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Carole A. Parent, Ph.D.
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Dr. Parent obtained B.Pharm. and M.Sc. degrees from the Universite of Montreal in 1985 and 1987, respectively. She received a Ph.D. degree from the University of Illinois at Chicago in 1992. She then joined the laboratory of Dr. Peter N. Devreotes in the Department of Biological Chemistry of the Johns Hopkins University School of Medicine for postdoctoral training. In 1996, she was promoted to the rank of Instructor in the same Department. She joined the Laboratory of Cellular and Molecular Biology at the NCI in May 2000, received tenure in 2006 and was appointed Deputy Chief in 2010. In 2011, Dr. Parent was also appointed Adjunct Professor at the Institute for Physical Sciences and Technology at the University of Maryland, College Park.
Signal transduction events involved in the control of directed cell migration
The property of sensing and initiating directional migration in response to external cues is a fundamental property of biological systems. In metazoans, for instance, this behavior is essential for a variety of fundamental processes including embryogenesis, adult tissue homeostasis, inflammation and immune responses, as well as metastatic invasion. My research program aims to understand how cells detect and respond to external chemotactic signals and, in particular, how the spatial and temporal relay of chemotactic signals between cells impact single and group cell migration. The cornerstone of our approach to studying this paradigm is the tagging of signaling protein effectors with the green fluorescent protein (GFP) to visualize where, when and how relevant cascades are activated in live cells. Along with several other experimental tools, the outcome of our live imaging efforts led us to propose novel mechanisms to explain how chemotactic gradients are transduced and amplified in simple and complex biological settings.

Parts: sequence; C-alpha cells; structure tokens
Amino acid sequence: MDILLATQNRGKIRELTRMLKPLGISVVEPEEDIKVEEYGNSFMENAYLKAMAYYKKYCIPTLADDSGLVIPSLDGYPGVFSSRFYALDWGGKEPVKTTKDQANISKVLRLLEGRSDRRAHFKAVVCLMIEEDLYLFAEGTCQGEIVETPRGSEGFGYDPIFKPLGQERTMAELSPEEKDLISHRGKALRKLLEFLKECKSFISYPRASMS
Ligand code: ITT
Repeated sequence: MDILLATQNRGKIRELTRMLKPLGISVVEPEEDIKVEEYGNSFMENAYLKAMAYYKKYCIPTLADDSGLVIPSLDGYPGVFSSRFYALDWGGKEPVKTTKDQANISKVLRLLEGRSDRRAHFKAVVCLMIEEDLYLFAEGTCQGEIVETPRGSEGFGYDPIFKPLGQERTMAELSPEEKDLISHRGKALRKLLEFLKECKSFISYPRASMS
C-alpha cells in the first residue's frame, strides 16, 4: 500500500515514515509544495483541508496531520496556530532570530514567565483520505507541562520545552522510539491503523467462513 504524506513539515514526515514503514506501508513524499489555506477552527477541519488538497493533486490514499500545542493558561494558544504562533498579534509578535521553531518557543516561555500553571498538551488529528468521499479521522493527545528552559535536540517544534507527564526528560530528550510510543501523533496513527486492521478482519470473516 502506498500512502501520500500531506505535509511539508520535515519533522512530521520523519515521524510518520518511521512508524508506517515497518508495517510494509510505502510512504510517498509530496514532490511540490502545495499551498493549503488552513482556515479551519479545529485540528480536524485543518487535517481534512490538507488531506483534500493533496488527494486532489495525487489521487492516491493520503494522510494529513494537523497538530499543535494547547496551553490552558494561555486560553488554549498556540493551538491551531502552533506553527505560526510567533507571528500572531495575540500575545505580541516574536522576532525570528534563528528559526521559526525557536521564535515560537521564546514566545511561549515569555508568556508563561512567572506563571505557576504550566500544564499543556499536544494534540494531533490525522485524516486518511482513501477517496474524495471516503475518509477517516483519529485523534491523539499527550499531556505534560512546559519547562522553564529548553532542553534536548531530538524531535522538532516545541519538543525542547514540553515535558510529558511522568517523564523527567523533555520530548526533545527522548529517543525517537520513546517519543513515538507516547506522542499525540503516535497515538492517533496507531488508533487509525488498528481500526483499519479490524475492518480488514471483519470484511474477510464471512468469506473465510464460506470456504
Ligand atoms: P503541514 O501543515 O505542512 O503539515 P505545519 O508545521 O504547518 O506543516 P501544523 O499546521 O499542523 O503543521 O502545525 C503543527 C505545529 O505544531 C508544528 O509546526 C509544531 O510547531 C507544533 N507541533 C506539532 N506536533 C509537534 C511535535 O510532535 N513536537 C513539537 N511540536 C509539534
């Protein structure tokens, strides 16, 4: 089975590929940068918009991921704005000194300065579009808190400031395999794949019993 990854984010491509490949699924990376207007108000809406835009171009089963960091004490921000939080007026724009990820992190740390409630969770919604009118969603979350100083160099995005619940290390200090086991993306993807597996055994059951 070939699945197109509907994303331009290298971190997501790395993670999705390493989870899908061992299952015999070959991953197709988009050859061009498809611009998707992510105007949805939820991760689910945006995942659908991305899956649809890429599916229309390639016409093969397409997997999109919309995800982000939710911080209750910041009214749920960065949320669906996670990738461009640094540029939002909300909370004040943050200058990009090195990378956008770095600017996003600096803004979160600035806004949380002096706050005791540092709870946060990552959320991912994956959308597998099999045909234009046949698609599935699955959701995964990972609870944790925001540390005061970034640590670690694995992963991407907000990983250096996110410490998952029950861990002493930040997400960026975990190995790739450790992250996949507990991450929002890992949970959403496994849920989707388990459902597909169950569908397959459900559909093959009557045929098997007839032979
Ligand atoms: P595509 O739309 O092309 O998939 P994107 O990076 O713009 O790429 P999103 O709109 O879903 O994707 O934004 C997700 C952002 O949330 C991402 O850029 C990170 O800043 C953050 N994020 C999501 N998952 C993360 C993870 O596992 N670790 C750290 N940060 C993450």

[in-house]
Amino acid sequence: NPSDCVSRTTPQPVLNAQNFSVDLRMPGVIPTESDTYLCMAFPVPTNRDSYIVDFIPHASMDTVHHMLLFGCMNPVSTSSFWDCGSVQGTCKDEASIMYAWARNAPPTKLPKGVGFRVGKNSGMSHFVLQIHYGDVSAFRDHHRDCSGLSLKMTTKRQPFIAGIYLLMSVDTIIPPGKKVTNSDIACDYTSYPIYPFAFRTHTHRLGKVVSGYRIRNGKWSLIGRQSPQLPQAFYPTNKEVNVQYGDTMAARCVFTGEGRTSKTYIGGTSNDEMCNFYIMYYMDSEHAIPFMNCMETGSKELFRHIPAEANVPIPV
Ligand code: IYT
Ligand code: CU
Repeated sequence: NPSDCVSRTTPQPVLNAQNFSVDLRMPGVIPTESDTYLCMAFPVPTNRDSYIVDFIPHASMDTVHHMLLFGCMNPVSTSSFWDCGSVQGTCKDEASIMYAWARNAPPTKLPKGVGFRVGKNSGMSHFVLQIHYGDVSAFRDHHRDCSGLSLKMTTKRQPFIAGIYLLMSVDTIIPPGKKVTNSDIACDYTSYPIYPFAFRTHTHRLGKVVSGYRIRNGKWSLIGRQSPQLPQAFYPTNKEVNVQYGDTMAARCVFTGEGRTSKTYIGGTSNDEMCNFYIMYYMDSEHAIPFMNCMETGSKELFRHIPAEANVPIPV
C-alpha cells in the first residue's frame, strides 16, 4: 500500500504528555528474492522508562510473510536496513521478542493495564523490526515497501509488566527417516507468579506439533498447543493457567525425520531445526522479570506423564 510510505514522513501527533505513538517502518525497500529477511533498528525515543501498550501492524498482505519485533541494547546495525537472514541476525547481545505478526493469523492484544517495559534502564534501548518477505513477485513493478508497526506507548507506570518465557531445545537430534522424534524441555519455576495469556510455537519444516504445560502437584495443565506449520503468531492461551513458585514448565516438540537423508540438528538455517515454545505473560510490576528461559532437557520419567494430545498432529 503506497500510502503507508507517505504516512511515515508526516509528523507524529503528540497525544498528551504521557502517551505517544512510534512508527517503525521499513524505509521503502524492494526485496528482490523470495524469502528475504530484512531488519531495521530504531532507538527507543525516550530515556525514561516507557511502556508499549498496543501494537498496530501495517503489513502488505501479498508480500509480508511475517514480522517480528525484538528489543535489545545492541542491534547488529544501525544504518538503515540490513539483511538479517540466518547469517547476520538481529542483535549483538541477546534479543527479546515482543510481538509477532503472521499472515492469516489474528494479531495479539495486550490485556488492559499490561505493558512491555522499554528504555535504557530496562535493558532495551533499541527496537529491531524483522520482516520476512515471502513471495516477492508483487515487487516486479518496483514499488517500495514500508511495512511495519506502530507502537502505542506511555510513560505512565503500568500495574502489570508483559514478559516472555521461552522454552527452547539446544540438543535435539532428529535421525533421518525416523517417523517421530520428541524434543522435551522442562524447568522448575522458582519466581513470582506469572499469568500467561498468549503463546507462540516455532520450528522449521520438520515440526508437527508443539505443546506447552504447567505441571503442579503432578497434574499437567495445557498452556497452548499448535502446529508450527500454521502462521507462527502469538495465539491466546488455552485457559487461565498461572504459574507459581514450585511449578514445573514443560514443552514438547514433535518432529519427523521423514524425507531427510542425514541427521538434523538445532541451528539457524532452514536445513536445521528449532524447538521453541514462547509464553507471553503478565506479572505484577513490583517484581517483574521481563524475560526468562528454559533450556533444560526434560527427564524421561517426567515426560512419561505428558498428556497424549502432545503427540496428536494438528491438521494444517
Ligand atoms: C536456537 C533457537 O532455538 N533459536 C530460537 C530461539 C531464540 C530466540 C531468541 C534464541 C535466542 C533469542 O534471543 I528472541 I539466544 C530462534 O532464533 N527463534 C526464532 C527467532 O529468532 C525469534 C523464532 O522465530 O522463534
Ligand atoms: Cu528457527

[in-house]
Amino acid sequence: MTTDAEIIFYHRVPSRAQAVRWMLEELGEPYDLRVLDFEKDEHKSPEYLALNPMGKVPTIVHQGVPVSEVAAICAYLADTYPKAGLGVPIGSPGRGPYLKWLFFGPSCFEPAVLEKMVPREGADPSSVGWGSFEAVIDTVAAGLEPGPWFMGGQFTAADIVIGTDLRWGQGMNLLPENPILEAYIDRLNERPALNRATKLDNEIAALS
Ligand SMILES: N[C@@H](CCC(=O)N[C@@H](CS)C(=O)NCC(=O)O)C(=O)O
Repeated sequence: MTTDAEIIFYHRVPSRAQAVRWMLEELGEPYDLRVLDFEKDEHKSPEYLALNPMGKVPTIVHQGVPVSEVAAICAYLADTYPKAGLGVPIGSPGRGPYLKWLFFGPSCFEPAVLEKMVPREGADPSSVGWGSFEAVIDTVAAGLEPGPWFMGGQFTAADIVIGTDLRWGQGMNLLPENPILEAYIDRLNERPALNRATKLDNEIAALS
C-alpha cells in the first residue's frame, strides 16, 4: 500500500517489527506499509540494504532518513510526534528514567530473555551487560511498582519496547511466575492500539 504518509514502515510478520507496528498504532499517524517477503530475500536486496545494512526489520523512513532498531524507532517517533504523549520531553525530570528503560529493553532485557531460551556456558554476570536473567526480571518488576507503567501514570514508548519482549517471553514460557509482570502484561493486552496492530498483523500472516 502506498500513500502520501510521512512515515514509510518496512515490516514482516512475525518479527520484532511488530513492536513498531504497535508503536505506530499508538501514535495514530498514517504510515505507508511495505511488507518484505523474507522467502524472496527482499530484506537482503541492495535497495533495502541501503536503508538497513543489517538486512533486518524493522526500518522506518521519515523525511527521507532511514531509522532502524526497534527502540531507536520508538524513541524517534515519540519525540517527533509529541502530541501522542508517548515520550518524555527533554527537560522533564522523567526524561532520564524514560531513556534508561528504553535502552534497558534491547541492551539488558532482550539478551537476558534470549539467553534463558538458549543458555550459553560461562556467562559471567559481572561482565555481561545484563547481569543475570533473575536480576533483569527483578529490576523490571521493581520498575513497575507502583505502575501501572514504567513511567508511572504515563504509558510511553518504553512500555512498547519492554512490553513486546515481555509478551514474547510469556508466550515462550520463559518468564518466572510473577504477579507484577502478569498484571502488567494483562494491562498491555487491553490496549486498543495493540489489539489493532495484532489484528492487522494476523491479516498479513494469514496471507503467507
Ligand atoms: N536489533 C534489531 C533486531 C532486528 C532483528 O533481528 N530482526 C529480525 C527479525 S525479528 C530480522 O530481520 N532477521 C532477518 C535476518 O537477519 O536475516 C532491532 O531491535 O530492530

Our studies of chemotaxis involve three distinct model systems with complementary virtues: the social amoebae Dictyostelium discoideum, a relatively simple system, genetically tractable and readily amenable to biochemistry; mammalian neutrophils, which function largely like Dictyostelium and allow us to study acute and chronic inflammation in a physiologically relevant fashion, and breast cancer metastatic cell lines, which provide a unique perspective into a devastating aspect of tumor biology. In addition to combining biochemical, cell biological and genetic approaches, we benefit from a long-standing collaboration with physicists to quantitatively describe the movements, with single cell resolution, of large groups of cells, and extract metrics that are relevant to the biological responses being studied. Such a plurality of model systems, along with a trans-disciplinary approach to their study, empowers us to understand signal transduction pathways in complex physiological settings, and directly translate our findings to clinically important processes such as inflammation, immune responses, tissue repair, and cancer metastasis.
This page was last updated on 12/2/2013.